252 THE RUINS OF DANDAN-UILIQ [Chap. IX
arm, standing over the body of a prostrate foe. The figure, which measured a little over three feet from the heel to below the arm-pit, is clad in a coat of mail reaching below the knees and elaborately decorated. The small plates or scales which form the mail are shown above the waist overlapping each other in vertical rows, while below it their arrangement is horizontal and their shape different. Here the double rivets (or lacing) joining one plate above . the other are accurately indicated. The gay colours of the successive rows of plates, alternately red-blue and red-green, were remarkably well preserved, and no less so all details of the jewelled ornaments which are shown along the front and the lower edge of the coat and on the girdle around the waist. From the lower edge of the coat of mail rich kilting depends. The right arm seems to have been dressed in a close-fitting sleeve, but most of the surface-coating of the friable stucco had peeled off, and the colouring could no longer be distinguished. The hand resting on the waist holds a small object which has also become indistinct through abrasion but which, as seen in the photograph, seems to suggest a money-bag.
The feet seem to be clad in wide top-boots of soft leather, just like the ` Charuks ' still worn throughout Eastern Turkestan, and originally coloured a light reddish brown. They are placed over the contorted body manifestly of a demon shown in low relief. The features of the latter's heàd, which alone is raised somewhat from the ground, with eyes wide open and the upper teeth displayed, express terror. The body appears to have been painted dark blue, but owing to the low position of this relief the stucco retained little of the original colouring. On the demon's right arm an armlet and bracelet can still be distinguished. The representation of the thick hair by elaborately worked spiral tufts closely recalls the distinctly Indian treatment of the hair which is frequently met with in Buddha figures of later Gandhara style, and which has remained the orthodox one in the later Buddhist sculpture of Magadha, Nepal, and elsewhere b.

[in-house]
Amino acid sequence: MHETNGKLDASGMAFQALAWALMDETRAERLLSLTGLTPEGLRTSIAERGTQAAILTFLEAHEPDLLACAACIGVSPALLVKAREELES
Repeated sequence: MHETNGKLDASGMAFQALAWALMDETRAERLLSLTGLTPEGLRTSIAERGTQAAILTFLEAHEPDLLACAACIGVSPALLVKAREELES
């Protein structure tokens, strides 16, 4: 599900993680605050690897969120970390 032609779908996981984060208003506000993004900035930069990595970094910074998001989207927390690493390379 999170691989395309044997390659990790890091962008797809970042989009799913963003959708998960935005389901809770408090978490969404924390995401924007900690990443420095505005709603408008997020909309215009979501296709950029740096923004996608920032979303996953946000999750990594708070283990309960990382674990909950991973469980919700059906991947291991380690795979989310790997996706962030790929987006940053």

There is another detail in this little group of reliefs which takes us back to Gandhara models. I mean the curious representation of the coat of mail in the standing figure. We find exactly the same distinctive arrangement of the plates or scales in the armour worn by two soldiers in the well-known Gandhara relief in the Lahore Museum, showing Mara's army 6. These figures, equipped mainly like Greeks, wear below the waist a coat of mail in which the plates are ranged in horizontal rows, while another mail garment above, resembling a larica, shows scales in vertical order, and strangely enough also, as in our relief, with the rounded (or broadly pointed) ends upwards. In calling attention to this curious ranging of the scales, the reverse of that shown by the classical scale armour, Professor Grünwedel and Dr. Burgess have expressed a belief that the stone-cutter who produced this relief had shown the scales wrongly, the coat of mail being unintelligible to him 7. Seeing how exactly the same arrangement is represented in the Dandan-Uiliq relief, the question may well arise whether these sculptures, so widely separated by distance in time and space, do not both reproduce a genuine detail of Asiatic armour. My finds in the rubbish-heaps of the Niya Site included scales of hard leather which undoubtedly belonged to armour 9. The use of scale armour of horn among Central-Asian nations is attested from early classical times, and it is possible that for some reason or other the arrangement adopted by them for the fixing of the scales differed altogether from the western one 9.
However this may be, it seems to me highly probable that the artist has reproduced in
5 Compare Grünwedel-Burgess, Buddhist art, pp. I 67 sq.; for illustrations, ibid., Figs. 82, r r 5, 126, 127, rz8.
6 Reproduced by Grünwedel-Burgess, Fig. 48. 7 See loc. cit., p. 97, note r. B See below, chap. xx. sec. vi.